Stocks closed slightly higher Wednesday as investors picked up bargains, lifting indexes despite a new wave of earnings warnings from the technology sector and continued worries about the economy and oil prices.

The Dow Jones industrial average (search) gained 20.95 points, or 0.21 percent, to 10,240.29. The Standard & Poor's 500 Index (search) rose 2.12 points, or 0.19 percent, to 1,118.33. The technology-laced Nasdaq Composite Index (search) advanced 2.65 points, or 0.13 percent, to 1,966.08.

Software maker PeopleSoft (PSFT) on Wednesday said a hostile takeover bid by Oracle Corp. (ORCL) against the company has hurt its business and PeopleSoft slashed its second-quarter earnings forecast.

A day after major losses in small-cap and technology shares, investors took a chance on oversold stocks even as more tech companies warned that their profits will come in lower than expected.

Questions about the health of corporate earnings in the quarters ahead, however, kept their enthusiasm in check, and solid results from aluminum maker Alcoa Inc.and Internet media company Yahoo Inc. after the close appeared to do little to reduce their anxiety.

"This is a little bit of a relief rally, certainly some bargain hunting," said Peter Cardillo, chief strategist and senior vice president at S.W. Bach & Co. "This is a very nervous market, and it needs to hear better news from corporate America, telling it that the earnings growth is still in place. We're not hearing that from the technology sector."

All three major indexes had been down for the three previous sessions as investors worried that the economy was slowing. But despite the current negativity and warnings, some analysts believed a strong second quarter earnings season was still a given, in part due to the lower comparisons from a year ago, when companies were just starting to see their bottom lines recover from recession.

"I think the second quarter will see some blow-out type numbers," said Kevin Caron, market strategist at Ryan, Beck & Co. "I think that'll moderate somewhat in the second half of the year and into 2005, but the economy and earnings as a whole remains healthy."

During the regular session, a surge in gold prices above $400 an ounce boosted shares of mining companies, like Newmont Mining .

Data storage company EMC Corp. and telecommunications equipment maker Motorola Inc also rose, bouncing back from severe losses in recent sessions amid worries about slowing earnings growth.

"(Technology stocks) have gotten hit so hard ... It seems like earnings are slowing, and I think investors are very concerned, as they always are with that sector, given how volatile it can be," said Owen Fitzpatrick, head of the U.S. equity group at Deutsche Bank Private Banking.

Shares of Alcoa (AA) ended up 79 cents, or 2.5 percent, at $32.77 before the release of its earnings. It was the first Dow component to report second-quarter results. Alcoa, the world's biggest aluminum producer, said late Wednesday net income for the quarter rose sharply on strong sales of alumina and chemicals.

Yahoo (YHOO) fell 62 cents, or 1.9 percent, to $32.60 during the regular session. Its shares then tumbled about 13 percent in extended-hours trading to $28.43 even after it posted quarterly profit that more than doubled.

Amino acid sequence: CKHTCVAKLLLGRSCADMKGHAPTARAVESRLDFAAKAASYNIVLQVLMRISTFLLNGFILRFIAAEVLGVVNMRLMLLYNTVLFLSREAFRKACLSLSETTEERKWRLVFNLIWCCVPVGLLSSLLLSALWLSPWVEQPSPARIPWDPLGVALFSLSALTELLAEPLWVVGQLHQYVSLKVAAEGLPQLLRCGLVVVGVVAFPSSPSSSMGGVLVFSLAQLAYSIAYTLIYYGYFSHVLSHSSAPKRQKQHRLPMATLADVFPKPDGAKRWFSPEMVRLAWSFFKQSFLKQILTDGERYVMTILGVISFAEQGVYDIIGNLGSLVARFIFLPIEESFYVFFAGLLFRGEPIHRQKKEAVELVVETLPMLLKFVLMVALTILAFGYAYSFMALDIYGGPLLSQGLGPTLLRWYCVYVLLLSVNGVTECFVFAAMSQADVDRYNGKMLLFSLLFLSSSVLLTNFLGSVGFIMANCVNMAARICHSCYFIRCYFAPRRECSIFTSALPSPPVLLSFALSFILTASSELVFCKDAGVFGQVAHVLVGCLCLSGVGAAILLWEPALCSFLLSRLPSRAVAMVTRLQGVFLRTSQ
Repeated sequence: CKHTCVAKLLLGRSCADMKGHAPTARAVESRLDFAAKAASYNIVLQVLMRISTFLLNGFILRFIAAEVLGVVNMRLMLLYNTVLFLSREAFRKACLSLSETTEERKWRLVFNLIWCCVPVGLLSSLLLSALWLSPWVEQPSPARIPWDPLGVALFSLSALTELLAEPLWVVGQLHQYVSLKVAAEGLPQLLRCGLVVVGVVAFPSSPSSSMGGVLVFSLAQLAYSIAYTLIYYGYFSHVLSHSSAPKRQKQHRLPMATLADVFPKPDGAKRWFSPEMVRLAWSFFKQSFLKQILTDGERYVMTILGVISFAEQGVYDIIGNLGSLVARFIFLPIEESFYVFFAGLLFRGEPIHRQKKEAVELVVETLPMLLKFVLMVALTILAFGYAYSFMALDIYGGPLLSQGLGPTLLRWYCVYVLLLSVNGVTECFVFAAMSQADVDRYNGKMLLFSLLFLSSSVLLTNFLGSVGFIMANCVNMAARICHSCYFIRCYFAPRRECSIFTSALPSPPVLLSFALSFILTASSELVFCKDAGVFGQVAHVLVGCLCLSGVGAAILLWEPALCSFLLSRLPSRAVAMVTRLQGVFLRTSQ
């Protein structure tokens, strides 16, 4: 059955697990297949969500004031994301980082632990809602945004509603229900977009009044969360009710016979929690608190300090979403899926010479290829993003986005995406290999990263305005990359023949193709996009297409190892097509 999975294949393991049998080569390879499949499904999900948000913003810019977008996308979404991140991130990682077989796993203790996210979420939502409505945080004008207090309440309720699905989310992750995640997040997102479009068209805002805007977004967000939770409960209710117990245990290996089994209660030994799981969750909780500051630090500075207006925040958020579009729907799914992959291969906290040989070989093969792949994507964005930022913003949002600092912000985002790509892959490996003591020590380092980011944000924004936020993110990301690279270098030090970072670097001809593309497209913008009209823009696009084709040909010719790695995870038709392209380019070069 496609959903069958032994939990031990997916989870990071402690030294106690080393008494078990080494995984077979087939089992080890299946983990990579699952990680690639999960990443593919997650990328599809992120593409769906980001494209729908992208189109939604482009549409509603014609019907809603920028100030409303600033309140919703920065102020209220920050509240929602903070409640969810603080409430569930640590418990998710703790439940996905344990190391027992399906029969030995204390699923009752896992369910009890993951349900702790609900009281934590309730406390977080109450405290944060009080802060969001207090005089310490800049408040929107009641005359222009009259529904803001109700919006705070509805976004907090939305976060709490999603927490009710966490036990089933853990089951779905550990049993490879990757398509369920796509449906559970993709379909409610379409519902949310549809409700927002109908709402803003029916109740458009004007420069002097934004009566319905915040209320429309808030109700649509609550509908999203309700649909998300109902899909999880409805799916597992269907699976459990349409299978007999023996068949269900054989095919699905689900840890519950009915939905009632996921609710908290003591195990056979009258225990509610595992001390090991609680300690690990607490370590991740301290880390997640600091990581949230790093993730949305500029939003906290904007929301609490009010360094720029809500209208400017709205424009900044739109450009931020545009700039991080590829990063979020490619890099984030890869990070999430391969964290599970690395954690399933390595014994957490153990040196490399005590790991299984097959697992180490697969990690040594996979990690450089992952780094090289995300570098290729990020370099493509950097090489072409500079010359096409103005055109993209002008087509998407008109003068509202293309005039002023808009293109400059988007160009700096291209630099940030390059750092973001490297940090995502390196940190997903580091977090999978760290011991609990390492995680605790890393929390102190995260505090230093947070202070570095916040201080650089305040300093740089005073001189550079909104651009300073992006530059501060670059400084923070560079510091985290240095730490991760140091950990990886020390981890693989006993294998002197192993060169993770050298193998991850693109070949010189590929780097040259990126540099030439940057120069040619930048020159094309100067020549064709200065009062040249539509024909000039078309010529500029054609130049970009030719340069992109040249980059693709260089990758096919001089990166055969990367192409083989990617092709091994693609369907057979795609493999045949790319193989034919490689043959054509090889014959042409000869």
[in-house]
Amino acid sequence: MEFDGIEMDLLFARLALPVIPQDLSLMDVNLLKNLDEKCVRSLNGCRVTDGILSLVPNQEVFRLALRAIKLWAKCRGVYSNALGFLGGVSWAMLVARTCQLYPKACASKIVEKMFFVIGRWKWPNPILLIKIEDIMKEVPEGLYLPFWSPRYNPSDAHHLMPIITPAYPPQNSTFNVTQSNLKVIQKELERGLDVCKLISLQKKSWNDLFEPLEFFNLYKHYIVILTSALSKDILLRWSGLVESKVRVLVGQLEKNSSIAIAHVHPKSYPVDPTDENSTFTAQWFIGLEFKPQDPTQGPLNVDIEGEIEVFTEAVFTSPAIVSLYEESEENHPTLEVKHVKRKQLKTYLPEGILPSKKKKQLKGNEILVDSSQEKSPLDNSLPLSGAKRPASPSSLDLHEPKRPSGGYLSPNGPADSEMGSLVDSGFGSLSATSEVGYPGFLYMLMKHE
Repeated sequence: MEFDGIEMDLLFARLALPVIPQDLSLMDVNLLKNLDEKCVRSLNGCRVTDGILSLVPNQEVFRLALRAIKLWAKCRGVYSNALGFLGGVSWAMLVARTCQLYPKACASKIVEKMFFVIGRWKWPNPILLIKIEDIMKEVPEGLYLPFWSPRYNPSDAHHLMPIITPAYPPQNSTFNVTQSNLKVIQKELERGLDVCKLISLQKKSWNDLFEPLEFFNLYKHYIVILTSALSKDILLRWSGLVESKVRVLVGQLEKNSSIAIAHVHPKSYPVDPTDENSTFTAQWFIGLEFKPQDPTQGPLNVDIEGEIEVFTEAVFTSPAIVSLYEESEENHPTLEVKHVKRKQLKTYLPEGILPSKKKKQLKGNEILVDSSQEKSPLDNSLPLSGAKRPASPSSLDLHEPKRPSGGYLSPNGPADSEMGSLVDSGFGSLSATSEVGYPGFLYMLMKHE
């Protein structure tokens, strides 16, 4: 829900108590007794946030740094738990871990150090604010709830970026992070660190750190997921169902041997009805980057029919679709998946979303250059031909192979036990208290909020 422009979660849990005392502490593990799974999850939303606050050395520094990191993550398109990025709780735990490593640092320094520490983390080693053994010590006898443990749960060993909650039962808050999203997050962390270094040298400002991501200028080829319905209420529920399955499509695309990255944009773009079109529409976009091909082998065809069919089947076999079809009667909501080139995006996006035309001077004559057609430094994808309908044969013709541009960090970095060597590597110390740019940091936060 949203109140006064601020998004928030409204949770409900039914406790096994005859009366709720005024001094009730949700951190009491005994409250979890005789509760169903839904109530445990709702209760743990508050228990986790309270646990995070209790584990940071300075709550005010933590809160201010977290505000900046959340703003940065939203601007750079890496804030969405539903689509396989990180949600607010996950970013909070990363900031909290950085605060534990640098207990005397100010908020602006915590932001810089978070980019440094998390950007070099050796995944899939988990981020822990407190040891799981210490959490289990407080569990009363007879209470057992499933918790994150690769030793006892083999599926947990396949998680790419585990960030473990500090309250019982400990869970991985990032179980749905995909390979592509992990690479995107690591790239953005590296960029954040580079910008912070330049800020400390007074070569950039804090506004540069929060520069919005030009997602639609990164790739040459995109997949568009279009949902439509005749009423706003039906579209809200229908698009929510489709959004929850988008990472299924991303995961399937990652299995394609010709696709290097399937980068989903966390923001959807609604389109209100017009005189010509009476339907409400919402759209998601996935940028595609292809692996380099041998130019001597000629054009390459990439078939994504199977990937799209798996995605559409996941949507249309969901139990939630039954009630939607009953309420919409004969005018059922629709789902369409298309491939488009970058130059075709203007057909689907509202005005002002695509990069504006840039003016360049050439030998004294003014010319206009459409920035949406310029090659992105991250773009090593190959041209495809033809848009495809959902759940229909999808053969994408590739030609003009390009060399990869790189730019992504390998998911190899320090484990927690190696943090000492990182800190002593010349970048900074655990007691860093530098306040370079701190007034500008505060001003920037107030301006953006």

PeopleSoft (PSFT) erased earlier losses and rose 31 cents, or 1.8 percent, to $17.13, as investors bet PeopleSoft's weak performance could help Oracle make a stronger case to PeopleSoft's board for its $7.7 billion acquisition bid.

EMC (EMC) gained 80 cents, or 7.9 percent, to $10.96. On Tuesday, EMC and other data storage companies plunged sharply after Veritas Software Corp. (VRTS) , which sells data storage software, warned its results would disappoint.

Motorola (MOT) rose 52 cents, or 3.1 percent, to $17.37.

A surge in the price of gold, which jumped as the dollar sank to a 3-month low against the euro, sent shares of precious metals mining companies higher. Freeport-McMoRan Copper & Gold led the way with a gain of $2.21, or 6.8 percent, to $34.74. Newmont Mining rose $1.73, or 4.4 percent, to $41.12.

The Gold Bugs index of gold company stocks rose 3.4 percent and the Gold/Silver index jumped 4 percent. In New York, the COMEX gold for August delivery shot up $9.70 to settle at $402.70 an ounce. Earlier, the contract hit a session peak at $404, its highest since June 28.

Even software giant Microsoft (MSFT) isn't immune to the crunch. Microsoft lost 38 cents to $27.64 after chief executive Steve Ballmer, in a memo to employees, said the company would trim $1 billion in expenses by reducing prescription drug benefits and stock discounts for its workers.

In other news, consulting firm Accenture Ltd. (ACN) matched Wall Street estimates with a 59 percent surge in quarterly profits. Accenture gained a penny to $27.25.

Nasdaq market maker Knight Trading Group Inc. (NITE) was down 49 cents at $8.74 after it said it would take a $79 million charge in the second quarter to settle a federal investigation into its trading practices. The company's second-quarter earnings will also come in below estimates due to stock volatility and low trading volume.

Trading was moderate, with about 1.3 billion shares traded on the New York Stock Exchange and 1.8 billion shares traded on Nasdaq.

The Russell 2000 index of smaller companies was down 0.46, or 0.1 percent, at 571.95.

Overseas, Japan's Nikkei stock average fell 0.8 percent. In Europe, Britain's FTSE 100 closed down 0.3 percent, France's CAC-40 was flat for the session and Germany's DAX index lost 0.4 percent.

Reuters and the Associated Press contributed to this report.